In order to add more years to your life, a person should give up high-protein diet, particularly animal protein, during middle age as this increases the chance of death due to cancer by four times, claims a new study.
On the other side, people over 65 years should switch to a high-protein diet, especially sourced from animals, as this makes them strong and protects from diseases.
Researchers said following a high-protein diet in middle age was equivalent to smoking 20 cigarettes a day. The study suggested that such a diet also increased the risk of death due to diabetes by several times.
"There's a misconception that because we all eat, understanding nutrition is simple. But the question is not whether a certain diet allows you to do well for three days, but can it help you survive to be 100?" said study co-author Valter Longo, Edna M. Jones professor of biogerontology at the USC Davis School of Gerontology and director of the USC Longevity Institute in Los Angeles.
The study, published in Cell Metabolism, said that people who included more of animal protein in diet, such as meat, milk and cheese, had 74 per cent more chance of dying of any reason compared to their peers who consumed low-protein diet.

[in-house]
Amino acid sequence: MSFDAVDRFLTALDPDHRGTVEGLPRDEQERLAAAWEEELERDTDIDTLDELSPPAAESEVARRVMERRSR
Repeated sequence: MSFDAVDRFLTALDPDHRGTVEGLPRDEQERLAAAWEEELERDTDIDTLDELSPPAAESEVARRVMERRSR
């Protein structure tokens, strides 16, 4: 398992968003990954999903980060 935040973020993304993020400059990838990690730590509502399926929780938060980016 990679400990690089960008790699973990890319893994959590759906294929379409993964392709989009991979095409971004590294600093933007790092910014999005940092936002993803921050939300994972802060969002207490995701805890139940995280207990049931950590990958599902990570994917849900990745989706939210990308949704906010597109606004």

Longo said many middle-aged people across the globe were consuming two-three times as much protein as they require. And this protein is mostly sourced from animal instead of coming from plant-based foods like nuts, seeds and beans.
Researchers found that protein controls growth hormone IGF-I. The hormone is responsible for our growth but is also linked to cancer. So if the hormone level goes up, the risk of getting cancer also goes up. In people after 65 years, this hormone level drops, causing frailty and muscle loss. Thus, intake of moderate or high-protein diet after 65 helped people get stronger and stay away from diseases.